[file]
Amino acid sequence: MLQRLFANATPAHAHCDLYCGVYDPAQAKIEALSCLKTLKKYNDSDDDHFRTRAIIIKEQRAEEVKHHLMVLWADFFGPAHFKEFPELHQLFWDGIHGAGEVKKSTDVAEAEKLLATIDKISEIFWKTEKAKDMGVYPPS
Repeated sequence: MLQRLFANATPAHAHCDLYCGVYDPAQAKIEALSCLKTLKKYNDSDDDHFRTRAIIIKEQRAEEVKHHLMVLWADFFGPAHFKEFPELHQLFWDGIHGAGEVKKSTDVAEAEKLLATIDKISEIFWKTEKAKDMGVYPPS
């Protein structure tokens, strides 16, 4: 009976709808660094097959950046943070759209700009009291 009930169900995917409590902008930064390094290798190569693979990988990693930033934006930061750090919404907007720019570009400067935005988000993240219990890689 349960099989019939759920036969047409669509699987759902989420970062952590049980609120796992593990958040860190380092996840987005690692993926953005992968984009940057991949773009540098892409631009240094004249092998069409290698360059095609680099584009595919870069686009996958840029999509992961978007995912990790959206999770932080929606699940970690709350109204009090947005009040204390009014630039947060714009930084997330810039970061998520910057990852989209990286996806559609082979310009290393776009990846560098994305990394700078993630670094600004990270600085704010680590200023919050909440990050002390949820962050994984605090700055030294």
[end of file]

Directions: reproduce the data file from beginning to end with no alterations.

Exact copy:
Amino acid sequence: MLQRLFANATPAHAHCDLYCGVYDPAQAKIEALSCLKTLKKYNDSDDDHFRTRAIIIKEQRAEEVKHHLMVLWADFFGPAHFKEFPELHQLFWDGIHGAGEVKKSTDVAEAEKLLATIDKISEIFWKTEKAKDMGVYPPS
Repeated sequence: MLQRLFANATPAHAHCDLYCGVYDPAQAKIEALSCLKTLKKYNDSDDDHFRTRAIIIKEQRAEEVKHHLMVLWADFFGPAHFKEFPELHQLFWDGIHGAGEVKKSTDVAEAEKLLATIDKISEIFWKTEKAKDMGVYPPS
């Protein structure tokens, strides 16, 4: 009976709808660094097959950046943070759209700009009291 009930169900995917409590902008930064390094290798190569693979990988990693930033934006930061750090919404907007720019570009400067935005988000993240219990890689 349960099989019939759920036969047409669509699987759902989420970062952590049980609120796992593990958040860190380092996840987005690692993926953005992968984009940057991949773009540098892409631009240094004249092998069409290698360059095609680099584009595919870069686009996958840029999509992961978007995912990790959206999770932080929606699940970690709350109204009090947005009040204390009014630039947060714009930084997330810039970061998520910057990852989209990286996806559609082979310009290393776009990846560098994305990394700078993630670094600004990270600085704010680590200023919050909440990050002390949820962050994984605090700055030294």